Avoid THIS if You Want to Teach Tennis to Your Child

teaching kids tennis

When I decided to teach my (then) 4, respectively 5 year old two daughters how to play tennis I was both excited and terrified in the same time.

I had already enough experience playing and teaching tennis for almost 30 years, but putting all my knowledge on the line to help my two daughters fall in love with the sport was a major job for me.

As a tennis coach, you can encounter a lot of pressure when it comes to teaching your own children.

Despite that, after a serious discussion with my wife, we have decided that nobody would ever put more passion into teaching our daughters as much as I would as a parent and tennis coach.

BUT… there was one step that had to be carefully planned:

How to make my kids take me seriously as a coach and change their perception toward me from the “fun daddy” to… “coach daddy”?

Up to that point, I was the daddy who was coming home and they would jump on his back, go for bike rides, go to the beach, read with them, and have fun.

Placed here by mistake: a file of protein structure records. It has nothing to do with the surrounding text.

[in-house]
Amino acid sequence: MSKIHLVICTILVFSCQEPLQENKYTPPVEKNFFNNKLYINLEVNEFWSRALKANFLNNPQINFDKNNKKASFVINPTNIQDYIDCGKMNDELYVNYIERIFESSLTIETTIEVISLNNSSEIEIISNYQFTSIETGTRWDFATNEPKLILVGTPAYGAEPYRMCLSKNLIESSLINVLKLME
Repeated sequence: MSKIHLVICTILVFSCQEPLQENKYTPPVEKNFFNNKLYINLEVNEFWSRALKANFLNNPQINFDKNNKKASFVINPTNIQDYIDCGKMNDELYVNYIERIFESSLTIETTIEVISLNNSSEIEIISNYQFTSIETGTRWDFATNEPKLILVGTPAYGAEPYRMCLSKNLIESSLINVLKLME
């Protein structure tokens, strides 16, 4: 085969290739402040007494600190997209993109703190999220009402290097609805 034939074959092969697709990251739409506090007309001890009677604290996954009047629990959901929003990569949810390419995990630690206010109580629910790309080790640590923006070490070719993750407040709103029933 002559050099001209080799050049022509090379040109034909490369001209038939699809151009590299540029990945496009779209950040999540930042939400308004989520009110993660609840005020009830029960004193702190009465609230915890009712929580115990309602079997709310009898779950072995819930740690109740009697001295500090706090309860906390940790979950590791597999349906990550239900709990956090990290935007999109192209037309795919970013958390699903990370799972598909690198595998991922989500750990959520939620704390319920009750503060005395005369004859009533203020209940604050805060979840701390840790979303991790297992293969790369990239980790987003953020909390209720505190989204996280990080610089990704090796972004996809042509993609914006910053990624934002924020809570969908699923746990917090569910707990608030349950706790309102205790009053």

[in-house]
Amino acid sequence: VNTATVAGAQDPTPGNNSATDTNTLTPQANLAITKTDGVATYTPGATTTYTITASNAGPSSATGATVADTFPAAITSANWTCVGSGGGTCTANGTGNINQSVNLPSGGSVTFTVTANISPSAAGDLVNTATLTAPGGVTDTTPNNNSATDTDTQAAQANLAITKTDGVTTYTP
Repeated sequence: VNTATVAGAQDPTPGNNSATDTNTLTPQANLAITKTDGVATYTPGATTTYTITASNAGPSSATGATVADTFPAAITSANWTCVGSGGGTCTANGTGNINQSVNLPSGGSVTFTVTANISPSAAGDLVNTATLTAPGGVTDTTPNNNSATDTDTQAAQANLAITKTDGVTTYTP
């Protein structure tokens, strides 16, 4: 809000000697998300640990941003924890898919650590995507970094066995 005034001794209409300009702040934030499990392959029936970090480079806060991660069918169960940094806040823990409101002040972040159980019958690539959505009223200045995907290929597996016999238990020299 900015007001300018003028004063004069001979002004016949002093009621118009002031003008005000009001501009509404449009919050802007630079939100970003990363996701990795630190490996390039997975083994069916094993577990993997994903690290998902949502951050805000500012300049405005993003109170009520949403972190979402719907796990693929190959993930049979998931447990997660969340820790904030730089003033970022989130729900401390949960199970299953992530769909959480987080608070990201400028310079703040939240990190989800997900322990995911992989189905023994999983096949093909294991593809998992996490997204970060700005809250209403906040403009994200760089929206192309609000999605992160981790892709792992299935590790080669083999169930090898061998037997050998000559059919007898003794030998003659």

That was all good in the beginning when we began to transfer those fun activities onto the tennis court, but at some point we had to ease into the technical aspects of the tennis strokes and learn that tennis requires some serious moments when repetition and certain focused activities are not as entertaining as the games my daughters were used to playing with me.

Something had to be done. Something that would get my daughters to ask me to teach them how to play tennis and allow me to introduce them to the mechanical aspects of tennis strokes and footwork.